2.4. Statistical Analysis

Statistical analyses were performed using PQStat for Windows (version 1.4.4.126) (PQStat Software, Poznań, Poland). Continuous variables were first analyzed for normal distribution using the Kolmogorov–Smirnoff test with the Lilliefors correction. Differences in cytokine and hemogram parameter values between the two serum 25(OH)D level ranges, i.e., <20 ng/dL vs. ≥20 ng/dL were calculated by t-Student’s test or Mann–Whitney rank sum test. The relationship between 25(OH)D levels and cytokine levels was analyzed by estimating the Spearman rank correlation coefficient. Data were presented as means ± SD, with p < 0.05 being indicative of statistical significance.

3. Results

The results of our study are presented in Table 3, Table 4 and Table 5.
The mean serum levels of cytokines were as follows: IL-6—0.84 ± 0.7 pg/mL, IL-1β—2.23 ± 2.04 pg/mL, and TNF-α—1.46 ± 0.26 pg/mL. The mean serum 25(OH)D level was 16.78 ± 8.21 ng/mL. In line with the latest guidelines, the normal ranges for serum 25(OH)D levels are defined as 30–50 ng/mL (75–125 nmol/L) or 40–60 ng/mL (100–150 nmol/L). Vitamin D insufficiency is defined as a serum level of 20–30 ng/mL (50–75 nmol/L) and vitamin D deficiency as a serum level below 20 ng/mL (<50 nmol/L) [39]. We found that 12.2% (n = 5) of the players had normal levels of 25(OH)D, 9.8% (n = 4) had 25(OH)D insufficiency, and 78% (n = 32) had 25(OH)D deficiency. In our paper, we divided football players into two ranges, i.e., 25(OH)D <20 ng/mL vs. 25(OH)D ≥20 ng/mL [42,43].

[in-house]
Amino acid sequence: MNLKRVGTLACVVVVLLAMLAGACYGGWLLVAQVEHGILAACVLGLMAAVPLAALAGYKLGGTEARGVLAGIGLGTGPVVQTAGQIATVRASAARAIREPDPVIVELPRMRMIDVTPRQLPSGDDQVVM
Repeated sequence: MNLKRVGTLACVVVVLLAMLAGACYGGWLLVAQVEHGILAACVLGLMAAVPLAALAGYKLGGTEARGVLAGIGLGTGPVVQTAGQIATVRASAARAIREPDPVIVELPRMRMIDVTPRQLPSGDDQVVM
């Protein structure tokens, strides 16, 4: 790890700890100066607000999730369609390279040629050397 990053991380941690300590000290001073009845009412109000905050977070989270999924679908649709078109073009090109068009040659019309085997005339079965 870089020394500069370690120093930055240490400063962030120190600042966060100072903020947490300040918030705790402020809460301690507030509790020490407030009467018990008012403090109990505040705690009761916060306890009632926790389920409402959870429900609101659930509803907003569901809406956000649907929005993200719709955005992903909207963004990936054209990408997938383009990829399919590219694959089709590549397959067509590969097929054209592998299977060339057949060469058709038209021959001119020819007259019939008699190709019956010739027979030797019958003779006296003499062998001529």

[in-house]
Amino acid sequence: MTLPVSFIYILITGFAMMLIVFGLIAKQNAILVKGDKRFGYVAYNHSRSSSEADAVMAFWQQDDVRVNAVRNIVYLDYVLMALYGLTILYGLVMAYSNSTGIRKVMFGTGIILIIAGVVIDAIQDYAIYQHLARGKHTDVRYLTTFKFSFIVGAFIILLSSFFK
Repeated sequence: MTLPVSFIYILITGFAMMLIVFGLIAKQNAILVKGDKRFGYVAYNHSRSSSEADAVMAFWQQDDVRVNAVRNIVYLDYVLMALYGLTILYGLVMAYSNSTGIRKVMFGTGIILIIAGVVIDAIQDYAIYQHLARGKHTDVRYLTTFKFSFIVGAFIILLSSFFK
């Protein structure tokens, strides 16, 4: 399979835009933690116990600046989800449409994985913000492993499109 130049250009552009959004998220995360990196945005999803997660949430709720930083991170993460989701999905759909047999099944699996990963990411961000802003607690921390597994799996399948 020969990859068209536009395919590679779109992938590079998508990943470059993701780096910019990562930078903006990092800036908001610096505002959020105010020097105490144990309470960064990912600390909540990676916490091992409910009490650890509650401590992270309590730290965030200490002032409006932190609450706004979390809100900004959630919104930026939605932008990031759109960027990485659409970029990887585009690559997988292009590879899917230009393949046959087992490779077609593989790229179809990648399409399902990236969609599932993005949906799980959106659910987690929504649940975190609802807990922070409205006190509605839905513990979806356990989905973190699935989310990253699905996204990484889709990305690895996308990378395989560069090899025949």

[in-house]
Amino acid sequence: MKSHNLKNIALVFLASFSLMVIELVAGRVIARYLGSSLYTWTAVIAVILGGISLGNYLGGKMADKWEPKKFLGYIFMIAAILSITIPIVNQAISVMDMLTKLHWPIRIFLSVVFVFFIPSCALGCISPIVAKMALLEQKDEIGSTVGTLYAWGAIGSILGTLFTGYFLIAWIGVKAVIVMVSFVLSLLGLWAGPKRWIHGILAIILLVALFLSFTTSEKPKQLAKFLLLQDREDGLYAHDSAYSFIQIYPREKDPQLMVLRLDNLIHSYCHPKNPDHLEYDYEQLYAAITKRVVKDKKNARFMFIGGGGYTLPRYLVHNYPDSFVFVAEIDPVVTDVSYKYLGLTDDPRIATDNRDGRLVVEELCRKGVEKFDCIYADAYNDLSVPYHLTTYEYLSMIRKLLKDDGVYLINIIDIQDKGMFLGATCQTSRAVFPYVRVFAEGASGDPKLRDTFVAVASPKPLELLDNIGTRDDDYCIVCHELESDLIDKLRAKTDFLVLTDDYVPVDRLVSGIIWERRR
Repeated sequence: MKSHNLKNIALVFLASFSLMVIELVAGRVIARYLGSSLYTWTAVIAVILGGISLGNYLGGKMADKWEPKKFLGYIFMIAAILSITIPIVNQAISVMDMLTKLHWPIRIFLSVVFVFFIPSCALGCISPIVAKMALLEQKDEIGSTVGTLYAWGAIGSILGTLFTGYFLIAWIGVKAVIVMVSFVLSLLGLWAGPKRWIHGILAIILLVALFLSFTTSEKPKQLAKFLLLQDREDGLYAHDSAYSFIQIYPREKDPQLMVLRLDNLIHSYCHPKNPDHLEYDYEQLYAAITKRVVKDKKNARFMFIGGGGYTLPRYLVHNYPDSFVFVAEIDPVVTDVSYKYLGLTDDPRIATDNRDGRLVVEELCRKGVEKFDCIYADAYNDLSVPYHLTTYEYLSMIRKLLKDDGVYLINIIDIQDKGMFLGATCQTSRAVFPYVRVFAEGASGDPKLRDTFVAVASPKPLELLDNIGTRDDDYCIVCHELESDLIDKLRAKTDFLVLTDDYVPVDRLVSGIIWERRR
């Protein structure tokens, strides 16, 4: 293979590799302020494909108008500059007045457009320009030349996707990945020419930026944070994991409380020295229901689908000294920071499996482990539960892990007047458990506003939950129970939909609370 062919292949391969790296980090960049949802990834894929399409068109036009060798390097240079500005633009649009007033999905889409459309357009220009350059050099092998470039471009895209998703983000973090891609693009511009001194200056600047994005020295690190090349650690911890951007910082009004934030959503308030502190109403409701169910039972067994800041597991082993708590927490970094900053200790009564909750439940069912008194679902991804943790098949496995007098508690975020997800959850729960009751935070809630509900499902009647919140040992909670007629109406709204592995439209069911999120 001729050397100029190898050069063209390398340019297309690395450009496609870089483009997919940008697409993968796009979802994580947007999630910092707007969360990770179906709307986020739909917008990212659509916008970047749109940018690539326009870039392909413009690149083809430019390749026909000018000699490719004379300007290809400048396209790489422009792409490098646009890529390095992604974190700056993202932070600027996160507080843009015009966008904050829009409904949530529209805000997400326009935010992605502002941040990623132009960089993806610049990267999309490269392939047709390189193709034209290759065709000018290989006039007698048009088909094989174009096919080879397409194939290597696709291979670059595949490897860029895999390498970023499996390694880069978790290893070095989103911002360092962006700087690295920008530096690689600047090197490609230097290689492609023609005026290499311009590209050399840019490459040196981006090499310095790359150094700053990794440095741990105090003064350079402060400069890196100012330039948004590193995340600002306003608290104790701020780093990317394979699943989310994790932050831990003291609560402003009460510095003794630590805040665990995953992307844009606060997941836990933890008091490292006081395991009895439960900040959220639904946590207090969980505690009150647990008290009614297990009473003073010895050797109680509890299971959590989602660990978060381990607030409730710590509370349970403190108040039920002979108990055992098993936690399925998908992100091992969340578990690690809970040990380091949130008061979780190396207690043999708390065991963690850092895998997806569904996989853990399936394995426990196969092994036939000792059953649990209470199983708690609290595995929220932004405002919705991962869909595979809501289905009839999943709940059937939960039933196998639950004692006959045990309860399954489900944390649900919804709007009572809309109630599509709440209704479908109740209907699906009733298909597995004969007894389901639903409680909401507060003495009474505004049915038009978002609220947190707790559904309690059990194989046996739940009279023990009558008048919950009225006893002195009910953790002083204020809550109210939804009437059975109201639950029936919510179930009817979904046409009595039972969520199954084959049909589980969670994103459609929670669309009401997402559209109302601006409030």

Table 3 show differences between the study groups (differing in 25(OH)D levels) in terms of cytokine levels and hemogram parameters. The football players with 25(OH)D levels of <20 ng/mL had statistically higher LYMPH (%) (p = 0.0245) and lower EOS (tys/µL) (p = 0.028) and NLR (p = 0.035) compared to athletes with higher 25(OH)D levels. The remaining results for cytokines and hemogram parameters were not statistically different between the study groups.
Table 4 provides the Spearman correlation coefficient values for the relationship between 25(OH)D levels and the study variables. A statistically negative correlation was found between 25(OH)D concentration and TNF-α in the study group (p = 0.004). No correlations were revealed between 25(OH)D levels and IL-6 and IL-1β.
The values of the Spearman coefficient of correlation between 25(OH)D levels and hemogram parameters in studied subjects are given in Table 5. According to our results, there were statistically significant positive correlations between 25(OH)D and NEUTH (%) (p = 0.02), NEUTH (tys/µL) (p = 0.02), and EOS (tys/µL) (p = 0.049). There were also statistically significant negative associations between 25(OH)D levels and LYMPH (%) (p = 0.02). In the case of the remaining parameters, no statistically significant correlation was shown.

4. Discussion